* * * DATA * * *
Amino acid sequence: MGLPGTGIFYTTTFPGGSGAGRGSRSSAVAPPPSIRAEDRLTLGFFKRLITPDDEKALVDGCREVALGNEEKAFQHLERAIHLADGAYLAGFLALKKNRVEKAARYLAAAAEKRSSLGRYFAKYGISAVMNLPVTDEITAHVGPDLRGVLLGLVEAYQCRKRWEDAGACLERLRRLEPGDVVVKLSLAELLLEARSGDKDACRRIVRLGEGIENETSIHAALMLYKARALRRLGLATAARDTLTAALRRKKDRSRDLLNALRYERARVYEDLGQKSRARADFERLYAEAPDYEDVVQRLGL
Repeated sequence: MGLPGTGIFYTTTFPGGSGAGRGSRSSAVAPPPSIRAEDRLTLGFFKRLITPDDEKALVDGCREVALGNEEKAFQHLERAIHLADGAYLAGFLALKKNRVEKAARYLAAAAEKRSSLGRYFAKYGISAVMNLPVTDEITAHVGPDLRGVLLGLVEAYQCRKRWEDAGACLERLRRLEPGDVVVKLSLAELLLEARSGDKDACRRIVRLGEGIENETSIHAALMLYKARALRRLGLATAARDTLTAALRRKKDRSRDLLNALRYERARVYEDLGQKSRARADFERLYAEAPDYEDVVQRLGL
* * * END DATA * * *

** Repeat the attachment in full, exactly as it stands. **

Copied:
Amino acid sequence: MGLPGTGIFYTTTFPGGSGAGRGSRSSAVAPPPSIRAEDRLTLGFFKRLITPDDEKALVDGCREVALGNEEKAFQHLERAIHLADGAYLAGFLALKKNRVEKAARYLAAAAEKRSSLGRYFAKYGISAVMNLPVTDEITAHVGPDLRGVLLGLVEAYQCRKRWEDAGACLERLRRLEPGDVVVKLSLAELLLEARSGDKDACRRIVRLGEGIENETSIHAALMLYKARALRRLGLATAARDTLTAALRRKKDRSRDLLNALRYERARVYEDLGQKSRARADFERLYAEAPDYEDVVQRLGL
Repeated sequence: MGLPGTGIFYTTTFPGGSGAGRGSRSSAVAPPPSIRAEDRLTLGFFKRLITPDDEKALVDGCREVALGNEEKAFQHLERAIHLADGAYLAGFLALKKNRVEKAARYLAAAAEKRSSLGRYFAKYGISAVMNLPVTDEITAHVGPDLRGVLLGLVEAYQCRKRWEDAGACLERLRRLEPGDVVVKLSLAELLLEARSGDKDACRRIVRLGEGIENETSIHAALMLYKARALRRLGLATAARDTLTAALRRKKDRSRDLLNALRYERARVYEDLGQKSRARADFERLYAEAPDYEDVVQRLGL